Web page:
• psychology in the workplace (e.g. motivation, leadership, productivity, marketing, healthy workplaces, ergonomics);
  • marital and family relationships and problems;
  • social and cultural behaviours and attitudes;
  • relationship between the individual and the many groups of which they are part of (e.g. work, family, society); and
  • psychological factors related to performance at/in work, school, recreation and sport.

Where Do Psychologists Work?

Some psychologists work primarily as researchers and faculty at universities and at governmental and non-governmental organizations. Most work primarily as practitioners in hospitals, schools, clinics, correctional facilities, employee assistance programs and private offices. Others works as consultants to corporations and various organizations. Many psychologists are active in research, teaching and practice.

What is the difference between a Psychologist and a Psychiatrist?

In Canada, the professionals who most commonly treat people with mental health problems are psychologists and psychiatrists. A psychologist holds a master’s and/or doctoral degree in psychology that involves from 6 to 10 years of university study of how people think, feel and behave.

Psychologists who hold doctoral degrees, can use the title ‘Dr.’ Psychologists who practice (and hence those who are licensed) typically will have completed their graduate university training in clinical psychology, counselling psychology, clinical neuropsychology or educational/school psychology.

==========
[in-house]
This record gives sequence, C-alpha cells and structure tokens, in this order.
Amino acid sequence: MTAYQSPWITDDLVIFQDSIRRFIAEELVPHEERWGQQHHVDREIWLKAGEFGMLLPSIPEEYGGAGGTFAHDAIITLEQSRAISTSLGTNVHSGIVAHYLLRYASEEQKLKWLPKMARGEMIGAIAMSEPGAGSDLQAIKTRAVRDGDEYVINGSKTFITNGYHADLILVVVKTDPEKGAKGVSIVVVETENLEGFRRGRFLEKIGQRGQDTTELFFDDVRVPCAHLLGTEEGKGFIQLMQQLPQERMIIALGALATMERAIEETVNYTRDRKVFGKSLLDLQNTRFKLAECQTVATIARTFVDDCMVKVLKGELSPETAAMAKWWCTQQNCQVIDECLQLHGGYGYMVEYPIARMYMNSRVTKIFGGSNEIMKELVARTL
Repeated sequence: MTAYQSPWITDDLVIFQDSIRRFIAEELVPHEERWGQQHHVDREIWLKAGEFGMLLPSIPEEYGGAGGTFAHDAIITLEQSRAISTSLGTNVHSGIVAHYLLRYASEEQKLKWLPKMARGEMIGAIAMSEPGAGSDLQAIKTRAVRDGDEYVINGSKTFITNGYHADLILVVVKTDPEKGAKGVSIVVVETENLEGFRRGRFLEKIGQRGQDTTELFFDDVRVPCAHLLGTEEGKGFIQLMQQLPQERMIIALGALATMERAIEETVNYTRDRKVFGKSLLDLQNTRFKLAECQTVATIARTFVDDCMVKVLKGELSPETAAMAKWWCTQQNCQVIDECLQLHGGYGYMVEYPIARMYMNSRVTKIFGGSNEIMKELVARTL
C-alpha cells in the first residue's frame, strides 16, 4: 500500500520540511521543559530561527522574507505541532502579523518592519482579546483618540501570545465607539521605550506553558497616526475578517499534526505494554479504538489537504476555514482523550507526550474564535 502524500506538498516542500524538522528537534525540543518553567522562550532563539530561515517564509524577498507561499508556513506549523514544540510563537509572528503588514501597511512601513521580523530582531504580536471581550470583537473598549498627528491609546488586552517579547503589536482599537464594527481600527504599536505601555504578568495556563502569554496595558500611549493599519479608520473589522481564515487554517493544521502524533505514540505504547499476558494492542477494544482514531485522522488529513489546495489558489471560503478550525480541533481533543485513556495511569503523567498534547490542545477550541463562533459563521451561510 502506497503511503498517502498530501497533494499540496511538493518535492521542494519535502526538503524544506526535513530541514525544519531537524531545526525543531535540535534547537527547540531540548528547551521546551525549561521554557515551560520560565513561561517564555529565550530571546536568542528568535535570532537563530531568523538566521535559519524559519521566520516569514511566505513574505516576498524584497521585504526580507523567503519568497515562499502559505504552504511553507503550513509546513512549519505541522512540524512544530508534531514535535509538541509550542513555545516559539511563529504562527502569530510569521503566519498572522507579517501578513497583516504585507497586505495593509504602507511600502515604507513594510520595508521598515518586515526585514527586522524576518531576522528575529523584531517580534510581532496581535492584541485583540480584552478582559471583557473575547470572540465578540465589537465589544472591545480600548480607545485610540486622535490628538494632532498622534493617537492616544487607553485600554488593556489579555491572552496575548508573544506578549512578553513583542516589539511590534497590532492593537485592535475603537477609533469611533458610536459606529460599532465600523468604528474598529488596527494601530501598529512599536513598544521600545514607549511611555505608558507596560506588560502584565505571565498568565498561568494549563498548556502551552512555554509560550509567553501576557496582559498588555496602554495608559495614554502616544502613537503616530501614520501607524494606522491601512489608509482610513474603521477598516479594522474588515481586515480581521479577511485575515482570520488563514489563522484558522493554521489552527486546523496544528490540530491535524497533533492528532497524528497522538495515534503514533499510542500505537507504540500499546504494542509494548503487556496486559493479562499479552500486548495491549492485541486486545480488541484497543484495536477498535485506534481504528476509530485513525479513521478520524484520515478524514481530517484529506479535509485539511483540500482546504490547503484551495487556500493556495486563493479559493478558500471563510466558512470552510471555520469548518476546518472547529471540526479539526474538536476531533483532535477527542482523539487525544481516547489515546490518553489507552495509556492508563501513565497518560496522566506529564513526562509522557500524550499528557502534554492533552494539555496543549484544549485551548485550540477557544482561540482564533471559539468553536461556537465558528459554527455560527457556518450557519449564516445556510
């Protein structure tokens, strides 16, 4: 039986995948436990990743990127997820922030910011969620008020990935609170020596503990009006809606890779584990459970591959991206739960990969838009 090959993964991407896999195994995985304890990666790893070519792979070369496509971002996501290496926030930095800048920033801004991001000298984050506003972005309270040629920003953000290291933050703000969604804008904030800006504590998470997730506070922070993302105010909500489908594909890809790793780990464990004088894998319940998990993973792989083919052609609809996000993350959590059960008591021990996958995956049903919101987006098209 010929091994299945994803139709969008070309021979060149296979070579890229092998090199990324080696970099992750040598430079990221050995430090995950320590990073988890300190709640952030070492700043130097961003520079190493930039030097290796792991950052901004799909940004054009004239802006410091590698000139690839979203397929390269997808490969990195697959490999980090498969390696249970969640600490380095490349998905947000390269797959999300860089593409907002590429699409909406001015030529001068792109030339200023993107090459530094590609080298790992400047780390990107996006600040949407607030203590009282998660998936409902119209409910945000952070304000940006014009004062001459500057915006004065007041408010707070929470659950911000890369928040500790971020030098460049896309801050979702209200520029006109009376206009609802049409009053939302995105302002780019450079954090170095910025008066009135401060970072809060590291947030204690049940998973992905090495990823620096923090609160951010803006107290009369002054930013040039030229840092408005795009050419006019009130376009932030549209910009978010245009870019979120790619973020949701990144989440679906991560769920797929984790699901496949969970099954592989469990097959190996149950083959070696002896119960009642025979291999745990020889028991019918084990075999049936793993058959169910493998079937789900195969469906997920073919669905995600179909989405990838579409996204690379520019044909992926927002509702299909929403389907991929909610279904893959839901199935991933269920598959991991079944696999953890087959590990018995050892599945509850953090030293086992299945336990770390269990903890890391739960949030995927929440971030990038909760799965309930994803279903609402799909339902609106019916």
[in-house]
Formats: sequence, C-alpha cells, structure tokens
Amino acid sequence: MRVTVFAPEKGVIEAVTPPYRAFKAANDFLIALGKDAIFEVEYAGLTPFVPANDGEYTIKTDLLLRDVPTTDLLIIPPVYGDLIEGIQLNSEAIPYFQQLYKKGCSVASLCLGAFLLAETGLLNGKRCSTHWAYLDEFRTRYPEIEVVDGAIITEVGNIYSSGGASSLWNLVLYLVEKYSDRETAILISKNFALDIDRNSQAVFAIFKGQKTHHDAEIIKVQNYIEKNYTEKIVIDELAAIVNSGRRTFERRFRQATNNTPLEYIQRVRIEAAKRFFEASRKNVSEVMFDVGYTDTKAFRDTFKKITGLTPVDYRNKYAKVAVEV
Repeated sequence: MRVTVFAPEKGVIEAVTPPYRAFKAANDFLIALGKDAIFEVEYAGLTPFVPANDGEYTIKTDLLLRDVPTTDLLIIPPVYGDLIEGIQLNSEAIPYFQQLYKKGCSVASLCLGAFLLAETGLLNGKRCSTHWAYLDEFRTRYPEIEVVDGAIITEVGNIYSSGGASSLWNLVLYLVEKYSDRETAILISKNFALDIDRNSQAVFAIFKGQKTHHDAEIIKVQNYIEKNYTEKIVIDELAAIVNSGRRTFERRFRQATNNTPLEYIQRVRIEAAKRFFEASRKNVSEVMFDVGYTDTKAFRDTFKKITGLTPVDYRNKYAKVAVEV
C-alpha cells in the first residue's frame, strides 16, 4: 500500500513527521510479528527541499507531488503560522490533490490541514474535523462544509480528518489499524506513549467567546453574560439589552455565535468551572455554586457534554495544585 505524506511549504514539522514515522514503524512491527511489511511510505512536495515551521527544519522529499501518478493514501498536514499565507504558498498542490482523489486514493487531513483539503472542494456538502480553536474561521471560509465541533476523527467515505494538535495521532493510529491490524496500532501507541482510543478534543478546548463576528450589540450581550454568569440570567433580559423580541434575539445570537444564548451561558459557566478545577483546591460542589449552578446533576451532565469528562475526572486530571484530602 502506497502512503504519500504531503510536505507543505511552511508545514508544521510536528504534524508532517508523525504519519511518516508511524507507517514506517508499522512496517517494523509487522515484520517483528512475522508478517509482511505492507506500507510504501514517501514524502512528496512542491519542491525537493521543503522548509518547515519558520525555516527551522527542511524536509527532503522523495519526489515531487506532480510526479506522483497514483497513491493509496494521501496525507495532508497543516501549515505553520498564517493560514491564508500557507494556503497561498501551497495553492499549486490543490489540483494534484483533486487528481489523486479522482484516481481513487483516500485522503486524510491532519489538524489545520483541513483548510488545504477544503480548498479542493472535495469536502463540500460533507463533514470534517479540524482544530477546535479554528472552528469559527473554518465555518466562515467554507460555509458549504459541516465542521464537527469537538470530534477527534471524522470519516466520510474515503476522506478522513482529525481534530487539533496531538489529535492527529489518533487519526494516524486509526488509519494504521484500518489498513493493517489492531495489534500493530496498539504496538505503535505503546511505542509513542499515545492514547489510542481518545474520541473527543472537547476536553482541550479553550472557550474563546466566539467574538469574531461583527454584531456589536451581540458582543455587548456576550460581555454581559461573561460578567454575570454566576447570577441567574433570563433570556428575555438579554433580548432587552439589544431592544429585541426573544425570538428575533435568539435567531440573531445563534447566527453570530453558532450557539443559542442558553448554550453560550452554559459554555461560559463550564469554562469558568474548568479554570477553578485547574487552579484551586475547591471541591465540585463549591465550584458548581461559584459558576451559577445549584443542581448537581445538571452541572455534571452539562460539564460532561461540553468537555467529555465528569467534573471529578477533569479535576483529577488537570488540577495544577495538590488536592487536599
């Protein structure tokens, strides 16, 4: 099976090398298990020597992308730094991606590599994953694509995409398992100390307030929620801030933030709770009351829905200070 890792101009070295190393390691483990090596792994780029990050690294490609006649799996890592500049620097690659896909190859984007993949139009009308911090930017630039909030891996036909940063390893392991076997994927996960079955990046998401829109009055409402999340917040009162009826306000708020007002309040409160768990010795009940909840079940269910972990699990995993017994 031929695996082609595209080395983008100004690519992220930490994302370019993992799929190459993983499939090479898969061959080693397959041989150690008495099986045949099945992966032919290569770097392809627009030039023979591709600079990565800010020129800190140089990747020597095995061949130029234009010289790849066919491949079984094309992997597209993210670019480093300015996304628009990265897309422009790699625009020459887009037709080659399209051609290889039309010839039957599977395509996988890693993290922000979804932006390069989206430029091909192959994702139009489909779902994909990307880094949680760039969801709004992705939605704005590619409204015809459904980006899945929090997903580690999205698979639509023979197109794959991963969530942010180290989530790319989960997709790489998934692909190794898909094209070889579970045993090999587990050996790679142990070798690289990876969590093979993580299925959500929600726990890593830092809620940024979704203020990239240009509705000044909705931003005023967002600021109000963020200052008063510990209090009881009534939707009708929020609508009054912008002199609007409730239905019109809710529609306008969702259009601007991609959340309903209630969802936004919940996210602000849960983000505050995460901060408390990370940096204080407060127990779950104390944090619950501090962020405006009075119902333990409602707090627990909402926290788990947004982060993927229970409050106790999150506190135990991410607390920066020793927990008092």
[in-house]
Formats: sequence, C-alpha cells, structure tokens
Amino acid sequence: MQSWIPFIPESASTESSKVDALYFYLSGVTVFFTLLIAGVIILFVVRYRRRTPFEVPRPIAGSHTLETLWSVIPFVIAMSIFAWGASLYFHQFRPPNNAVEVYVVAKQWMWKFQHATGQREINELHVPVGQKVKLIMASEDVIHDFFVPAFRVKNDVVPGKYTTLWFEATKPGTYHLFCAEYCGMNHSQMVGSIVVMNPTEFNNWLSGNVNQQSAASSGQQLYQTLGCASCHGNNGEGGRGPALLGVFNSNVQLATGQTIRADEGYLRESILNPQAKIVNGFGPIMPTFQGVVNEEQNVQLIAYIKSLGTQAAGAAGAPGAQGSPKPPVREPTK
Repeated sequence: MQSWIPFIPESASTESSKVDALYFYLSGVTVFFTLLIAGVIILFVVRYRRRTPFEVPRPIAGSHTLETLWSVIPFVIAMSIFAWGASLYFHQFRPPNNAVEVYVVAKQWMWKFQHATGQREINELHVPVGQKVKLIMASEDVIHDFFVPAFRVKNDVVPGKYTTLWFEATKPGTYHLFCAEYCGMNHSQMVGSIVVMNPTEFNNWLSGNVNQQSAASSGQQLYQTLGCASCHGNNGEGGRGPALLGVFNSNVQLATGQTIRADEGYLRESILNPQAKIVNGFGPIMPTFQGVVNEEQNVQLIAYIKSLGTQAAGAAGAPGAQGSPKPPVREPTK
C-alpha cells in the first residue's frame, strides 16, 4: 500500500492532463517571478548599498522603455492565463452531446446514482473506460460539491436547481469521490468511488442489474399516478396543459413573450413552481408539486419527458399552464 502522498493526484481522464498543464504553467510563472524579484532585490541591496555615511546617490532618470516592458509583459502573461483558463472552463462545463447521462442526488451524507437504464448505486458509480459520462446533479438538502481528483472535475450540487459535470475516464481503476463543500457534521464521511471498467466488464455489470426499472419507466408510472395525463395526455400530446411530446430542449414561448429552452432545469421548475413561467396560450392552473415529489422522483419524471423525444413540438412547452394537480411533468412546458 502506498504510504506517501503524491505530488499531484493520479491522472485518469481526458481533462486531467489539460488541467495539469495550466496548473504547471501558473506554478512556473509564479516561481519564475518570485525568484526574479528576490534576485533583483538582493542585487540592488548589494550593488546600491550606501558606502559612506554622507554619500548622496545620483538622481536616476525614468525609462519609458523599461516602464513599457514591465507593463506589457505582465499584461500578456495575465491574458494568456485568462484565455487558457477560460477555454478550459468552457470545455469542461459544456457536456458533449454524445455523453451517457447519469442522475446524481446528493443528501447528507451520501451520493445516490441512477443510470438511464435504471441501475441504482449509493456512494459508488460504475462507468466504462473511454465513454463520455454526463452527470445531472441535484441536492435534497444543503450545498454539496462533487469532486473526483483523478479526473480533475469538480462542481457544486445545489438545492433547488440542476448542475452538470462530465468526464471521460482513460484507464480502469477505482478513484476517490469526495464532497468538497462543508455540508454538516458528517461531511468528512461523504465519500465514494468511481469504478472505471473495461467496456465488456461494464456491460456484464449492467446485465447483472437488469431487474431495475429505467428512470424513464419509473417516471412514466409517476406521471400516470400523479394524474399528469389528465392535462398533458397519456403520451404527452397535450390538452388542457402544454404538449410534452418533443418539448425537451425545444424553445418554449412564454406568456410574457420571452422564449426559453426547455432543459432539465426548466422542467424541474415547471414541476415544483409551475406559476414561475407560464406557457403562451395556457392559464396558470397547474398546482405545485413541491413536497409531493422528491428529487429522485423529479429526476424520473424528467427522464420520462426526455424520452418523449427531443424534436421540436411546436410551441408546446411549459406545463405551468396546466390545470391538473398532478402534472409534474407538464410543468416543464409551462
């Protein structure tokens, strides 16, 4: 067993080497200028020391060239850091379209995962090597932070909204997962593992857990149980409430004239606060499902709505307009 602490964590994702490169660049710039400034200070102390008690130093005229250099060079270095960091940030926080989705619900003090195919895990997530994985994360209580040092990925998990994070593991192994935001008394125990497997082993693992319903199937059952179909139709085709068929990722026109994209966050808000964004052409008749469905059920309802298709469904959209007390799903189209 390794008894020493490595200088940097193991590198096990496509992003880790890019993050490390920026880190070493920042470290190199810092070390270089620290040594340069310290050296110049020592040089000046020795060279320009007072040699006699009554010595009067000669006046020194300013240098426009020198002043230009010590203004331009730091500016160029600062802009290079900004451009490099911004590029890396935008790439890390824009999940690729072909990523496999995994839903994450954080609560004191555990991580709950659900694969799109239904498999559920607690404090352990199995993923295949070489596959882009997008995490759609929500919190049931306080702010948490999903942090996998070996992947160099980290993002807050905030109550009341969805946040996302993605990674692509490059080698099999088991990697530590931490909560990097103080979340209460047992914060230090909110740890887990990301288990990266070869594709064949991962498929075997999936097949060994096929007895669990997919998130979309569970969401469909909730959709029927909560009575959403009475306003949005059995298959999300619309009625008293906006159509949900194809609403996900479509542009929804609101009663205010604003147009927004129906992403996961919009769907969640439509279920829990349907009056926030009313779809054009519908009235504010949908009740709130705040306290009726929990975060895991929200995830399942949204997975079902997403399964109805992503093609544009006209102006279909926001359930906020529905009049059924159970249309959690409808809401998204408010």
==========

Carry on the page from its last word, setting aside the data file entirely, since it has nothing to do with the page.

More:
The Impact of Psychology

On an individual level, we all face challenges daily that can cause stress and worry which may negatively impact our quality of life, health and well-being. Psychologists work in many different areas of society and can offer coping strategies, interventions and referrals to improve healthy thinking and boost resiliency to reduce the impact of stress and effects of these challenges to elevate health and well-being.

Additional examples of life and health issues where psychologists may help include helping people to overcome depression, stress, trauma, or phobias, ease the effects of parental divorce on children, speed up the recovery from brain injury, improve management of physical health-related issues, overcome personal difficulties and thought-related issues, improve self-esteem, improve motivation, helping to stop or prevent bullying at school or in the workplace, ensure that students in school are being taught in the most efficient and effective way, making sure that people are happy at work and perform to the best of their abilities, helping the police, courts, prison services to perform more effectively and to help athletes and sports people to perform better.

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What is Psychology?

Learn about the profession of psychology and what psychologists do.

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Registration and Renewal

This section provides information and resources regarding registration requirements, fees and renewing a practice permit.

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Concerns About a Psychologist

This section provides information and resources to address concerns about the conduct of a psychologist. 

 

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Professional Guidance

CAP communicates with members, providing regulatory information and guidance. Regulated members are welcome to contact CAP for professional guidance related to regulatory information.

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About CAP

Learn more about CAP and its mandated responsibiliites under the Health Professions Act. 

Resources & Regulatory Information

A number of documents govern the regulation of the profession of psychology and documents and resources are developed in order to promote competent and ethical practice and to guide its members. 

Sexual Abuse/Misconduct

Addressing and Preventing Sexual Abuse and Misconduct for Psychologists